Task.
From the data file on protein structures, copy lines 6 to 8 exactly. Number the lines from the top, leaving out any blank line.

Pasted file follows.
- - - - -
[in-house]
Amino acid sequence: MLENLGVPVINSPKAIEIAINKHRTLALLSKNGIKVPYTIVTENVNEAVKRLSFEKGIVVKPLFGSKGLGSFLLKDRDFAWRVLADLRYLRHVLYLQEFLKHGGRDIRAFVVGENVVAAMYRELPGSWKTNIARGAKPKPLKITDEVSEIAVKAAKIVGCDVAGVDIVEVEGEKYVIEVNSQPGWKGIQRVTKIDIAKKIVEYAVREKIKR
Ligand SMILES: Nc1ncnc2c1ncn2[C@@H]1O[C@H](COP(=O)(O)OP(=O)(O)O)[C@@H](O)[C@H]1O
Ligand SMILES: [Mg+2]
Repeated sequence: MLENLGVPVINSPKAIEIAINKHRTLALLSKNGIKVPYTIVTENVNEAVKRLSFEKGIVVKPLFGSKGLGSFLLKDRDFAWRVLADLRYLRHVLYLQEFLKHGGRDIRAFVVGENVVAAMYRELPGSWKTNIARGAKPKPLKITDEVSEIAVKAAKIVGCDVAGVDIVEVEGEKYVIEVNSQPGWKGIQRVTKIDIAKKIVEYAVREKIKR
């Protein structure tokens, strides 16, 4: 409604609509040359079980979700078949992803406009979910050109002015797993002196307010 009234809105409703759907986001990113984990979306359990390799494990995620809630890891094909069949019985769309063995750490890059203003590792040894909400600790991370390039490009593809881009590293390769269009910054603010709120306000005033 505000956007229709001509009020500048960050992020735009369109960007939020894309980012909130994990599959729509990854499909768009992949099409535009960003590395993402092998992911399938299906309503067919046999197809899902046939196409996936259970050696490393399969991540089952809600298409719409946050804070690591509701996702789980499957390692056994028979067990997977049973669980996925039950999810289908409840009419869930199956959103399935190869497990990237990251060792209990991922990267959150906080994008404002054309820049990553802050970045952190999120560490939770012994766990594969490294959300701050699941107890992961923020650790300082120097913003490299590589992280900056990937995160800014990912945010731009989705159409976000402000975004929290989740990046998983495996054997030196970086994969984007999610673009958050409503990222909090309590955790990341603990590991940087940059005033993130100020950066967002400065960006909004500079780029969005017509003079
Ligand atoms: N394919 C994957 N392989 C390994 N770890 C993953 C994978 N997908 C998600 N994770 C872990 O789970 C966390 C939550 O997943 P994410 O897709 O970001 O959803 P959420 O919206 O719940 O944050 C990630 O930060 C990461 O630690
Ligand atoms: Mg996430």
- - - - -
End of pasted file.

């Protein structure tokens, strides 16, 4: 409604609509040359079980979700078949992803406009979910050109002015797993002196307010 009234809105409703759907986001990113984990979306359990390799494990995620809630890891094909069949019985769309063995750490890059203003590792040894909400600790991370390039490009593809881009590293390769269009910054603010709120306000005033 505000956007229709001509009020500048960050992020735009369109960007939020894309980012909130994990599959729509990854499909768009992949099409535009960003590395993402092998992911399938299906309503067919046999197809899902046939196409996936259970050696490393399969991540089952809600298409719409946050804070690591509701996702789980499957390692056994028979067990997977049973669980996925039950999810289908409840009419869930199956959103399935190869497990990237990251060792209990991922990267959150906080994008404002054309820049990553802050970045952190999120560490939770012994766990594969490294959300701050699941107890992961923020650790300082120097913003490299590589992280900056990937995160800014990912945010731009989705159409976000402000975004929290989740990046998983495996054997030196970086994969984007999610673009958050409503990222909090309590955790990341603990590991940087940059005033993130100020950066967002400065960006909004500079780029969005017509003079
Ligand atoms: N394919 C994957 N392989 C390994 N770890 C993953 C994978 N997908 C998600 N994770 C872990 O789970 C966390 C939550 O997943 P994410 O897709 O970001 O959803 P959420 O919206 O719940 O944050 C990630 O930060 C990461 O630690
Ligand atoms: Mg996430």